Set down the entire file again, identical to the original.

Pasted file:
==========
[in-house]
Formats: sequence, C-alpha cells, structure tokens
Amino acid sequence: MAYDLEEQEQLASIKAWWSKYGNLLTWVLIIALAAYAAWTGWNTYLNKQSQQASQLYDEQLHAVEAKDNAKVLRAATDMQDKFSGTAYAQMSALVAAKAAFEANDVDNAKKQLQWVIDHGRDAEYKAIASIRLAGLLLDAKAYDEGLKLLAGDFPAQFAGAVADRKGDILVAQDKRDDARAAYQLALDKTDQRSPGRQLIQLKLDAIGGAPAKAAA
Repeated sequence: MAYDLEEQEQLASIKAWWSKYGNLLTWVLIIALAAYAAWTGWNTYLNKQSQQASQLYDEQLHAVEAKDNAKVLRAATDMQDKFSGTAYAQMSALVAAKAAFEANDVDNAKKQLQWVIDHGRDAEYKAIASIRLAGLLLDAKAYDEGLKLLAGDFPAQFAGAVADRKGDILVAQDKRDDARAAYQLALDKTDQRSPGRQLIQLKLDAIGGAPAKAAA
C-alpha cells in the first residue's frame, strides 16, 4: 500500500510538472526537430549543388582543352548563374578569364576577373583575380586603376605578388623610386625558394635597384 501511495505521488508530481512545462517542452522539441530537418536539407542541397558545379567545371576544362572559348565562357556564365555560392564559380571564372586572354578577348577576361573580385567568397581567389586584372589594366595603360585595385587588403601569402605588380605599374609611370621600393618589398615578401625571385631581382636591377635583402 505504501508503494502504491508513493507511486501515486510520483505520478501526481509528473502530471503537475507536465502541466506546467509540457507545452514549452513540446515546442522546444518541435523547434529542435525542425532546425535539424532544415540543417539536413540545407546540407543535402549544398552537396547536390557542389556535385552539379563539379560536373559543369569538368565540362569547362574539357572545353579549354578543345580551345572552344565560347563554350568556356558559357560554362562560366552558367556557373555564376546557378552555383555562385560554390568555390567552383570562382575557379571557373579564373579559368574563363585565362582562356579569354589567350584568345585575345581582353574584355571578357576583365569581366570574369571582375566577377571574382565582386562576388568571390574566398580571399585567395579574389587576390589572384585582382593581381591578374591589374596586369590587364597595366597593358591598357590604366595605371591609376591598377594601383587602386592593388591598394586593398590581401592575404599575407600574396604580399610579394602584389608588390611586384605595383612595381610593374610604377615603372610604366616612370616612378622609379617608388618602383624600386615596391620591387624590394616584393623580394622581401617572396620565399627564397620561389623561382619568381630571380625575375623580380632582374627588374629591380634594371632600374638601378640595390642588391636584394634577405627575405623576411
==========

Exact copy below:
[in-house]
Formats: sequence, C-alpha cells, structure tokens
Amino acid sequence: MAYDLEEQEQLASIKAWWSKYGNLLTWVLIIALAAYAAWTGWNTYLNKQSQQASQLYDEQLHAVEAKDNAKVLRAATDMQDKFSGTAYAQMSALVAAKAAFEANDVDNAKKQLQWVIDHGRDAEYKAIASIRLAGLLLDAKAYDEGLKLLAGDFPAQFAGAVADRKGDILVAQDKRDDARAAYQLALDKTDQRSPGRQLIQLKLDAIGGAPAKAAA
Repeated sequence: MAYDLEEQEQLASIKAWWSKYGNLLTWVLIIALAAYAAWTGWNTYLNKQSQQASQLYDEQLHAVEAKDNAKVLRAATDMQDKFSGTAYAQMSALVAAKAAFEANDVDNAKKQLQWVIDHGRDAEYKAIASIRLAGLLLDAKAYDEGLKLLAGDFPAQFAGAVADRKGDILVAQDKRDDARAAYQLALDKTDQRSPGRQLIQLKLDAIGGAPAKAAA
C-alpha cells in the first residue's frame, strides 16, 4: 500500500510538472526537430549543388582543352548563374578569364576577373583575380586603376605578388623610386625558394635597384 501511495505521488508530481512545462517542452522539441530537418536539407542541397558545379567545371576544362572559348565562357556564365555560392564559380571564372586572354578577348577576361573580385567568397581567389586584372589594366595603360585595385587588403601569402605588380605599374609611370621600393618589398615578401625571385631581382636591377635583402 505504501508503494502504491508513493507511486501515486510520483505520478501526481509528473502530471503537475507536465502541466506546467509540457507545452514549452513540446515546442522546444518541435523547434529542435525542425532546425535539424532544415540543417539536413540545407546540407543535402549544398552537396547536390557542389556535385552539379563539379560536373559543369569538368565540362569547362574539357572545353579549354578543345580551345572552344565560347563554350568556356558559357560554362562560366552558367556557373555564376546557378552555383555562385560554390568555390567552383570562382575557379571557373579564373579559368574563363585565362582562356579569354589567350584568345585575345581582353574584355571578357576583365569581366570574369571582375566577377571574382565582386562576388568571390574566398580571399585567395579574389587576390589572384585582382593581381591578374591589374596586369590587364597595366597593358591598357590604366595605371591609376591598377594601383587602386592593388591598394586593398590581401592575404599575407600574396604580399610579394602584389608588390611586384605595383612595381610593374610604377615603372610604366616612370616612378622609379617608388618602383624600386615596391620591387624590394616584393623580394622581401617572396620565399627564397620561389623561382619568381630571380625575375623580380632582374627588374629591380634594371632600374638601378640595390642588391636584394634577405627575405623576411